Enterococcus faecium is another superbug found in hospitals. Penicillin-Resistant Enterococcus was seen in 1983, Vancomycin-Resistant Enterococcus (VRE) in 1987, and Linezolid-Resistant Enterococcus (LRE) in the late 1990s.
Streptococcus pyogenes (Group A Streptococcus: GAS) infections can usually be treated with many different antibiotics. Early treatment may reduce the risk of death from invasive group A streptococcal disease. However, even the best medical care does not prevent death in every case. For those with very severe illness, supportive care in an intensive care unit may be needed. For persons with necrotizing fasciitis, surgery often is needed to remove damaged tissue. Strains of S. pyogenes resistant to macrolide antibiotics have emerged, however all strains remain uniformly sensitive to penicillin.
Resistance of Streptococcus pneumoniae to penicillin and other beta-lactams is increasing worldwide. The major mechanism of resistance involves the introduction of mutations in genes encoding penicillin-binding proteins. Selective pressure is thought to play an important role, and use of beta-lactam antibiotics has been implicated as a risk factor for infection and colonization. Streptococcus pneumoniae is responsible for pneumonia, bacteremia, otitis media, meningitis, sinusitis, peritonitis and arthritis.
Proteus can cause urinary tract infections and hospital-acquired infections. Proteus is unique, however, because it is highly motile and does not form regular colonies. Instead, Proteus forms what are known as "swarming colonies" when plated on non-inhibitory media. The most important member of this genus is considered to be Proteus mirabilis, a cause of wound and urinary tract infections. Fortunately, most strains of Proteus mirabilis are sensitive to ampicillin and cephalosporins. Unlike its relative, Proteus vulgaris is not sensitive to these antibiotics. However, this organism is isolated less often in the laboratory and usually only targets immunosuppressed individuals. Proteus vulgaris occurs naturally in the intestines of humans and a wide variety of animals; also manure, soil and polluted waters. More than 80% of human urinary tract infections (UTI) are due to the bacterium Escherichia coli but urinary infections due to Proteus mirabilis are also well documented. Proteus mirabilis once attached to urinary tract, infects the kidney more commonly than E. coli. Proteus mirabilis belongs to family Enterobacteriaceae and is a gram-negative motile swarmer bacterium. Proteus mirabilis are often found as free-living organisms in soil and water but they are also parasitic in the upper urinary tract of human beings.
Penicillin-resistant pneumonia caused by Streptococcus pneumoniae (commonly known as pneumococcus), was first detected in 1967, as was penicillin-resistant gonorrhea. Resistance to penicillin substitutes is also known as beyond S. aureus. By 1993 Escherichia coli was resistant to five fluoroquinolone variants. Mycobacterium tuberculosis is commonly resistant to isoniazid and rifampin and sometimes universally resistant to the common treatments. Other pathogens showing some resistance include Salmonella, Campylobacter, and Streptococci.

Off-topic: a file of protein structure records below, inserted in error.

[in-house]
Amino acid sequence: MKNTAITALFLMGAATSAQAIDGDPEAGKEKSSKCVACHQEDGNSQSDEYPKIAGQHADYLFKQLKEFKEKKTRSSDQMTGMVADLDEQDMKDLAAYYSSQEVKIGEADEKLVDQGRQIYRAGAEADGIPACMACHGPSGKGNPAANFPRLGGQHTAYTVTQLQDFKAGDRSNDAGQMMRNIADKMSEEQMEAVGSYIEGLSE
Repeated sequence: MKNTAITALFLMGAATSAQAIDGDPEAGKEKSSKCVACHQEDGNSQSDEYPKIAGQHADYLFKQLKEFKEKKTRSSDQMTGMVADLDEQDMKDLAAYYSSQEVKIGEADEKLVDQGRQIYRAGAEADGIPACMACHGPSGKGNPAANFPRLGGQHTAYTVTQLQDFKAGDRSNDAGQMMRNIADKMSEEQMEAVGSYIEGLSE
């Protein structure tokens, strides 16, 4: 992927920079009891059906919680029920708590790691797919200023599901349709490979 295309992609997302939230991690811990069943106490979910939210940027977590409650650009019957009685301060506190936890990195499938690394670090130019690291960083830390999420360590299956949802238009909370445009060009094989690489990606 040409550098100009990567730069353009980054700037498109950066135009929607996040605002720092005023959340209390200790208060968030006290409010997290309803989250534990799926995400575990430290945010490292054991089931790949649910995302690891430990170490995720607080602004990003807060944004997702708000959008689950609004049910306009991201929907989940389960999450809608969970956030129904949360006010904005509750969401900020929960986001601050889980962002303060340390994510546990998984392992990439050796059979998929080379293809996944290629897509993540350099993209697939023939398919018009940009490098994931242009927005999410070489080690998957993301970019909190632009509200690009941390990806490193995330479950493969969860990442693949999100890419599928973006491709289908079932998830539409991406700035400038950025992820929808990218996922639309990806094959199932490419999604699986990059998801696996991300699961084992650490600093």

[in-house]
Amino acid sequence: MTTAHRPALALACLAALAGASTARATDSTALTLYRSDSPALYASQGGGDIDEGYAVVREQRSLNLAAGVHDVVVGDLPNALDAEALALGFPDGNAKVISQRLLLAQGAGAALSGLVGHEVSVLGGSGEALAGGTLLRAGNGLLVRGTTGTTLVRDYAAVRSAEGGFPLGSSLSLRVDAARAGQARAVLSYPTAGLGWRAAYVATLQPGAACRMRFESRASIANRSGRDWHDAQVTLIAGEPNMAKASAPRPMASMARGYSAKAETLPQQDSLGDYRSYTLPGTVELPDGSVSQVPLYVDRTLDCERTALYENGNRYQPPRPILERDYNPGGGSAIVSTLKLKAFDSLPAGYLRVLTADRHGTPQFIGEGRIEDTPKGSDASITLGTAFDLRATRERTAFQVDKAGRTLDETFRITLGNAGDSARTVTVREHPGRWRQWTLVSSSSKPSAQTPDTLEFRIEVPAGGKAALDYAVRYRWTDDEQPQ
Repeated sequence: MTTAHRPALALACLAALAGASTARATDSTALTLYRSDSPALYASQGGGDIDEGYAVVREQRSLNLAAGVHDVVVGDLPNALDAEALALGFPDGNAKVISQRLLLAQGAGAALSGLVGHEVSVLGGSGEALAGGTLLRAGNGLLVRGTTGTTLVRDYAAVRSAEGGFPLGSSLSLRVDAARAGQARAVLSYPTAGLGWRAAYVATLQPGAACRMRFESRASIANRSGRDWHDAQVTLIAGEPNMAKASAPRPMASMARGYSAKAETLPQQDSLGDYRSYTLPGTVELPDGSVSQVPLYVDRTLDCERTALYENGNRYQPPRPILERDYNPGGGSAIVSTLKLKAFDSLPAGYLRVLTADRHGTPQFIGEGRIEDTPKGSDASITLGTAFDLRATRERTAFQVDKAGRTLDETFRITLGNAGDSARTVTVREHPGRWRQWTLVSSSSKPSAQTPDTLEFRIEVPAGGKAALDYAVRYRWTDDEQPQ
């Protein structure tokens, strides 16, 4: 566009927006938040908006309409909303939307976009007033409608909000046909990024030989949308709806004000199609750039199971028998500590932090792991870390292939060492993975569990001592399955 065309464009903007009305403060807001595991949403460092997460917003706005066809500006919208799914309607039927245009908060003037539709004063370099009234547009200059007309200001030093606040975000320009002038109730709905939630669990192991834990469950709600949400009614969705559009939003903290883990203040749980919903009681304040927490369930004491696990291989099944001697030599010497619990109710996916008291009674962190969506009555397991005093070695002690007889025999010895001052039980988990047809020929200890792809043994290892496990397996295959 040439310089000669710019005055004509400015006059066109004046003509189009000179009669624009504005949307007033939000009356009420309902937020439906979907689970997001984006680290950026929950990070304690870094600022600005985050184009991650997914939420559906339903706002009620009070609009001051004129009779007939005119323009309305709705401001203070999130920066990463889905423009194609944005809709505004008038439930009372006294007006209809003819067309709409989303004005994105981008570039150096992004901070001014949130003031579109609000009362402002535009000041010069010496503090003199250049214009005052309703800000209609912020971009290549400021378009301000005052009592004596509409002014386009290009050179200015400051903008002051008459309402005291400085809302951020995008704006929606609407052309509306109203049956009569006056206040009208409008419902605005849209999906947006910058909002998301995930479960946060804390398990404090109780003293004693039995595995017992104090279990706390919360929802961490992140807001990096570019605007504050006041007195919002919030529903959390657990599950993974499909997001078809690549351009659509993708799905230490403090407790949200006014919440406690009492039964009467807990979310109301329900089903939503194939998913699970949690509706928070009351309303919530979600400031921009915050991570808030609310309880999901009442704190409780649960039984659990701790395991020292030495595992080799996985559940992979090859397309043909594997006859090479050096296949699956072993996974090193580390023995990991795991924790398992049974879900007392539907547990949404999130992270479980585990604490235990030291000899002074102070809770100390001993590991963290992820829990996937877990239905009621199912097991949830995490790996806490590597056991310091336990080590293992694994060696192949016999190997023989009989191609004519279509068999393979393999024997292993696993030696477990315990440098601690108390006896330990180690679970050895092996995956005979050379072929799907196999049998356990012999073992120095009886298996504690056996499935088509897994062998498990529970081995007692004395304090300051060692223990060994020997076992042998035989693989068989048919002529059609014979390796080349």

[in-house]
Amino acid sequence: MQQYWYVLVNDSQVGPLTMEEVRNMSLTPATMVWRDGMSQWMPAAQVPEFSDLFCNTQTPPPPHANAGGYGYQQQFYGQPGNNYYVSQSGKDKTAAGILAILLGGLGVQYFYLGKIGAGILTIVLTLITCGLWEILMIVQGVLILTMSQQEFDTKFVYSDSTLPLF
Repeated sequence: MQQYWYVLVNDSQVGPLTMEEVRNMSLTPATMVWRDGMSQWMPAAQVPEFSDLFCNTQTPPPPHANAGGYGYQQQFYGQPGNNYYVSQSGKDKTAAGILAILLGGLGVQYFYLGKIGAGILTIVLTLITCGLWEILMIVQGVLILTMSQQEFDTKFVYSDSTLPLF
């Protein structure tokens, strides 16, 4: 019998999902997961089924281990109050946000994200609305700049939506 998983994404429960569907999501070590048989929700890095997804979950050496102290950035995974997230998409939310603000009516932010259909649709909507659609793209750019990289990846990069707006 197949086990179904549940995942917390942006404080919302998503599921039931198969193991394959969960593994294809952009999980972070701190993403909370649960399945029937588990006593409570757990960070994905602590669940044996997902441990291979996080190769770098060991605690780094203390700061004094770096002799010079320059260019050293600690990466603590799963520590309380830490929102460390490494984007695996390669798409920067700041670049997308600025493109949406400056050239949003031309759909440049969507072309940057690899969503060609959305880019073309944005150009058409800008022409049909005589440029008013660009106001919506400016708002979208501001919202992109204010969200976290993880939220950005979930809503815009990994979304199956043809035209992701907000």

In November 2004, the Centers for Disease Control and Prevention (CDC) reported an increasing number of Acinetobacter baumannii bloodstream infections in patients at military medical facilities in which service members injured in the Iraq/Kuwait region during Operation Iraqi Freedom and in Afghanistan during Operation Enduring Freedom were treated. Most of these showed multidrug resistance (MRAB), with a few isolates resistant to all drugs tested.
Pseudomonas aeruginosa is a highly relevant opportunistic pathogen. One of the most worrisome characteristics of P. aeruginosa consists in its low antibiotic susceptibility. This low susceptibility is attributable to a concerted action of multidrug efflux pumps with chromosomally-encoded antibiotic resistance genes and the low permeability of the bacterial cellular envelopes. Besides intrinsic resistance, P. aeruginosa easily develop acquired resistance either by mutation in chromosomally-encoded genes, or by the horizontal gene transfer of antibiotic resistance determinants. Development of multidrug resistance by P. aeruginosa isolates requires several different genetic events that include acquisition of different mutations and/or horizontal transfer of antibiotic resistance genes. Hypermutation favours the selection of mutation-driven antibiotic resistance in P. aeruginosa strains producing chronic infections, whereas the clustering of several different antibiotic resistance genes in integrons favours the concerted acquisition of antibiotic resistance determinants. Some recent studies have shown that phenotypic resistance associated to biofilm formation or to the emergence of small-colony-variants may be important in the response of P. aeruginosa populations to antibiotics treatment.